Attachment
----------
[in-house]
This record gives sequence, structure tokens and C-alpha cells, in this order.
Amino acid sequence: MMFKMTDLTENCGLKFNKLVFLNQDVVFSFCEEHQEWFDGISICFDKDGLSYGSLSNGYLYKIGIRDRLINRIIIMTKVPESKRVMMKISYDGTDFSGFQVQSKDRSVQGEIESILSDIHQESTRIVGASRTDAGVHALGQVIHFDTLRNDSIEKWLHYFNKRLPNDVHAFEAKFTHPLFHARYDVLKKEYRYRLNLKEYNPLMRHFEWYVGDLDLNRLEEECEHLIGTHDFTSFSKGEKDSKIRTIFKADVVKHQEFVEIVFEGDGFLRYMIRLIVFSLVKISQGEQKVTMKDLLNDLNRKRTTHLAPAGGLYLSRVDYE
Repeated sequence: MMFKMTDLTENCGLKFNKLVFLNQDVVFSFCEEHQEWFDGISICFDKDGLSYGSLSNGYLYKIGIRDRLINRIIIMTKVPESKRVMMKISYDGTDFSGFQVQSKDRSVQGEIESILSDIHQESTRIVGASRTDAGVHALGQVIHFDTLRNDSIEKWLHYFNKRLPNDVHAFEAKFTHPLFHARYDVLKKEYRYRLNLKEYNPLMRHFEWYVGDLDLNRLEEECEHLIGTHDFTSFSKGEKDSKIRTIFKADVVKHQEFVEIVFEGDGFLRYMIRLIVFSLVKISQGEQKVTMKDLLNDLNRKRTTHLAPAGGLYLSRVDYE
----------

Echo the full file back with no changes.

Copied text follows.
[in-house]
This record gives sequence, structure tokens and C-alpha cells, in this order.
Amino acid sequence: MMFKMTDLTENCGLKFNKLVFLNQDVVFSFCEEHQEWFDGISICFDKDGLSYGSLSNGYLYKIGIRDRLINRIIIMTKVPESKRVMMKISYDGTDFSGFQVQSKDRSVQGEIESILSDIHQESTRIVGASRTDAGVHALGQVIHFDTLRNDSIEKWLHYFNKRLPNDVHAFEAKFTHPLFHARYDVLKKEYRYRLNLKEYNPLMRHFEWYVGDLDLNRLEEECEHLIGTHDFTSFSKGEKDSKIRTIFKADVVKHQEFVEIVFEGDGFLRYMIRLIVFSLVKISQGEQKVTMKDLLNDLNRKRTTHLAPAGGLYLSRVDYE
Repeated sequence: MMFKMTDLTENCGLKFNKLVFLNQDVVFSFCEEHQEWFDGISICFDKDGLSYGSLSNGYLYKIGIRDRLINRIIIMTKVPESKRVMMKISYDGTDFSGFQVQSKDRSVQGEIESILSDIHQESTRIVGASRTDAGVHALGQVIHFDTLRNDSIEKWLHYFNKRLPNDVHAFEAKFTHPLFHARYDVLKKEYRYRLNLKEYNPLMRHFEWYVGDLDLNRLEEECEHLIGTHDFTSFSKGEKDSKIRTIFKADVVKHQEFVEIVFEGDGFLRYMIRLIVFSLVKISQGEQKVTMKDLLNDLNRKRTTHLAPAGGLYLSRVDYE